Lindo Michoacan finds niche and fills it with variety

Running a Mexican restaurant in Las Vegas is like trying to stay upright on the proverbial tightrope, if my mail is any indication.

In this great melting pot of a city of ours, you have people who were weaned on California Mexican food, those who cut their teeth on Tex-Mex, adherents to Midwestern/Eastern seaboard iterations and some authentic Mexicans — who, just among themselves, represent various regions of Mexico, and therefore differing interpretations of its cuisine.

Lindo Michoacan is one of the valley’s most venerable Mexican restaurants, starting with the original on Desert Inn Road in 1990 and waxing and waning over the years to the current three locations, while competitors have come and gone and sometimes come again.

How do they do it? One look at the menu might provide a clue. There are the various combination plates for those who cleave to an American interpretation of Mexican food. There are six beef tongue dishes and menudo (on weekends) for the purists and the expatriates. Tacos and burritos for the fast-food fans. Nine egg dishes, for the hungover, I guess. And in between, dozens of dishes, some familiar, some not so much, but lacking any indication that there’s much going on in the way of cookie-cutter combining.

Here’s a not-so-familiar dish: the Camarones a la Mostaza ($19.50), from which I learned that the Spanish word for “mustard” is “mostaza” (Who knew? Definitely not me.) No, “Mexican” doesn’t immediately spring to mind when I hear the words “Dijon mustard,” which may be why I was drawn to this, one of 18 shrimp dishes on the menu. It was excellent, the shrimp gently sauteed in olive oil with onion and garlic and served with a creamy sauce that had the distinctive but in this case far from overwhelming (that’s a good thing) flavor of mustard.

Among the more familiar: the Carnitas a la Coca-Cola ($17.95). Well, this one certainly is not run-of-the-mill, but carnitas (a specialty of the Michoacan region) have become so, and the Coca-Cola part is a long-standing Lindo thing, apparently stemming from a recipe of the mother of owner Javier Barajas. That the syrupy sweet but acidic soft drink is an effective braising liquid comes as no surprise to anyone who’s tried it with a brisket, and normally seasonings offset the sweetness. But while this pork dish was billed as containing dried red chiles, garlic and black pepper and cloves, we thought it fell too much toward the sweet side of the savory-to-sweet continuum.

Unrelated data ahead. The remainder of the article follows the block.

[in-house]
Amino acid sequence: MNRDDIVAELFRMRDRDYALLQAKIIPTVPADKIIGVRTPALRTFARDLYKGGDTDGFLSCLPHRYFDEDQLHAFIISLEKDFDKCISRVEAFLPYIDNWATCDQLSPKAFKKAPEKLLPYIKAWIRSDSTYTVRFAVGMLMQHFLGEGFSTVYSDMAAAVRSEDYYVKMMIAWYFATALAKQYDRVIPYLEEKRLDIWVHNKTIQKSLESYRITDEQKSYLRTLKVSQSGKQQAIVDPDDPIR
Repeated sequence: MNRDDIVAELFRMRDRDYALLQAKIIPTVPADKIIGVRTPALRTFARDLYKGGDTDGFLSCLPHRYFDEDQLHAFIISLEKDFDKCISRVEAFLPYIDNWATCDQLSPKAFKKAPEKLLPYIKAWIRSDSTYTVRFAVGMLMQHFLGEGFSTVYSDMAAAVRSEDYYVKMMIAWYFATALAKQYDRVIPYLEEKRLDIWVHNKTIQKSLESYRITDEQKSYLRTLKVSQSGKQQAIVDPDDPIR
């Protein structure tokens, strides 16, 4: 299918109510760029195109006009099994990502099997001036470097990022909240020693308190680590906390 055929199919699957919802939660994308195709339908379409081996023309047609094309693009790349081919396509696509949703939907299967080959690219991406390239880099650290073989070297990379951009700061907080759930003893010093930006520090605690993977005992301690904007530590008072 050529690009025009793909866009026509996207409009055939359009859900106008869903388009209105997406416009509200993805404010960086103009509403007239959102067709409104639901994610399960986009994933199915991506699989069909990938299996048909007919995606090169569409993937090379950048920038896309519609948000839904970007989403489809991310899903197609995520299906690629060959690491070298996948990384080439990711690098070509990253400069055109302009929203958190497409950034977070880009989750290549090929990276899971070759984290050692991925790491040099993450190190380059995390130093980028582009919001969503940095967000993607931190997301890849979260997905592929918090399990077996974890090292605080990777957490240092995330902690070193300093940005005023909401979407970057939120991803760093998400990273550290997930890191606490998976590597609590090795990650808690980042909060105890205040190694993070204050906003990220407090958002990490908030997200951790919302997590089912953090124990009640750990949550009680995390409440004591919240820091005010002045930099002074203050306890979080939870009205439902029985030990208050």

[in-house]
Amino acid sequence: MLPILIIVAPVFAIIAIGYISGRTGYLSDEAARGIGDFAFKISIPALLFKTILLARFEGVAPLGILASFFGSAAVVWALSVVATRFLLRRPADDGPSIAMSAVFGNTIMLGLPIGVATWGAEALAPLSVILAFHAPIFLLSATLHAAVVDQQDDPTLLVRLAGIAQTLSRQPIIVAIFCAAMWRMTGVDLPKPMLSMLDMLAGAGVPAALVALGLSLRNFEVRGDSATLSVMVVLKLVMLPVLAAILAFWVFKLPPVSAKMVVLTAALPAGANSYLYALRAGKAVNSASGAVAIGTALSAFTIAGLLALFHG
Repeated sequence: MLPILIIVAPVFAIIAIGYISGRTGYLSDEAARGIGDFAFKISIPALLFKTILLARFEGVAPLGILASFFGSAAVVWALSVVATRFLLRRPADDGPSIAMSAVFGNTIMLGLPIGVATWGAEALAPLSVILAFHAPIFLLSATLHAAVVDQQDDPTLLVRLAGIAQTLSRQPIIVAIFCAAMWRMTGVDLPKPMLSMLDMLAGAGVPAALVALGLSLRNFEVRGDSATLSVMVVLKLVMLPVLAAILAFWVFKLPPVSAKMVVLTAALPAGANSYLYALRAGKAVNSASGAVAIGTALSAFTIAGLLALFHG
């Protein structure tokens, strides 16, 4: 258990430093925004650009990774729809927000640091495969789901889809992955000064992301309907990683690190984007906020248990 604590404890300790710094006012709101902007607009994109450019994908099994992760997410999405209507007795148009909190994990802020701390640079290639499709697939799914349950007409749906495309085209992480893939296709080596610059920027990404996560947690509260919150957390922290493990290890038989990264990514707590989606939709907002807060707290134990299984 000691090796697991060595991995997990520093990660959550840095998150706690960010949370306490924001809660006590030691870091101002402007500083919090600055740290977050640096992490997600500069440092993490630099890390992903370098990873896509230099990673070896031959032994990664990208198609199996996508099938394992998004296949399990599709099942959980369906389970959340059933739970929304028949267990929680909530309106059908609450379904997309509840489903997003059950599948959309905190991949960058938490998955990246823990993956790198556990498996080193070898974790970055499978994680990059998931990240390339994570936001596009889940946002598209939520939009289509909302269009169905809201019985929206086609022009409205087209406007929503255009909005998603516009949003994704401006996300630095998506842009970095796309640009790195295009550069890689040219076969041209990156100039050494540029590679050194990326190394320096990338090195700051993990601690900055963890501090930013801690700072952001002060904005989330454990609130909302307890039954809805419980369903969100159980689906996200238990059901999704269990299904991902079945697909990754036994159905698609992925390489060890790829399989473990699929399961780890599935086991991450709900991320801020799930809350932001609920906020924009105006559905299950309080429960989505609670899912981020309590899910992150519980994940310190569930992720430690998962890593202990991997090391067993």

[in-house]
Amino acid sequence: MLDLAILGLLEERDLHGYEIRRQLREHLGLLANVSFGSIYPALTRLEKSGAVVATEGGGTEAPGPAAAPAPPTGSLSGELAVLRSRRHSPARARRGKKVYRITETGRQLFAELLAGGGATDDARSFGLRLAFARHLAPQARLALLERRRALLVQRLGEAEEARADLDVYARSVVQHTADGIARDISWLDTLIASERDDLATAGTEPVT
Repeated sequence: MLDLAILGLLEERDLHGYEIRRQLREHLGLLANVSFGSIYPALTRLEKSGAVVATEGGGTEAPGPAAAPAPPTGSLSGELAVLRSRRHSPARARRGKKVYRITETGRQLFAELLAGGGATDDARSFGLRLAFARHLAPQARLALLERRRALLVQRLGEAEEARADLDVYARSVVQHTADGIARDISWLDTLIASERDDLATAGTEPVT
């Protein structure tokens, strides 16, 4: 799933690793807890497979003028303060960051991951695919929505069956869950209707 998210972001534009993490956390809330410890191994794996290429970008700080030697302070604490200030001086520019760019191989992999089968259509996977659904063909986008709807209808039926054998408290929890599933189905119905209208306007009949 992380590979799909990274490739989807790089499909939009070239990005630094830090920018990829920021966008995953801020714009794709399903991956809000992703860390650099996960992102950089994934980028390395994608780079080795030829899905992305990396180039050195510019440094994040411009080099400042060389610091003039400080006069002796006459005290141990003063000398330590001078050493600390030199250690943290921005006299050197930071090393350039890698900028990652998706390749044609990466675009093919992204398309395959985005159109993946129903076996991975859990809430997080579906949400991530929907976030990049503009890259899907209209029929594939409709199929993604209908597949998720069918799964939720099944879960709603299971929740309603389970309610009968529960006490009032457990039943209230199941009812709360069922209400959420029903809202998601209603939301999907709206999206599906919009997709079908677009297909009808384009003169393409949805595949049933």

Side dishes were good but a little confused; the shrimp were supposed to come with rice, beans, guacamole, tortillas and fideo soup, but the latter was absent. The pork, on the other hand, was to come with rice, beans and tortillas, but we got some guacamole, too, so maybe it all worked out. At any rate, the beans were kind of average, the rice better than that, the guacamole a nice touch.

Complimentary chips were served with a kicky salsa cruda, which was balanced by a bowl of bean dip to put out the fire.

A starter, Sopitos ($8.50) seemed pretty interesting, billed as tortilla cups filled with beans, lettuce, cheese, sour cream and a choice of meat, in our case beef. They were good but a little hard to eat because most of the ingredients had been scattered across the plate of tortilla cups, which made pulling one off the shared platter a messy proposition.

Sopapillas for dessert ($4.75) were classic, and delicious.

Service throughout was good, except maybe for the missing soup and the fact that we had to ask a runner to grab our server for the check.

We went to the Henderson location, called “La Loma,” which I’m told is Spanish for “the hill,” and its location on a hillside above Horizon Ridge Parkway provides a surprisingly effective view of the Strip (surprising in that it’s so far away).

The view is a plus, to be sure, but it’s the expansive menu of well-executed dishes that keep Lindo packing them in.

Las Vegas Review-Journal restaurant reviews are done anonymously at Review-Journal expense. Email Heidi Knapp Rinella at, or call 702-383-0474. Follow @HKRinella on Twitter.

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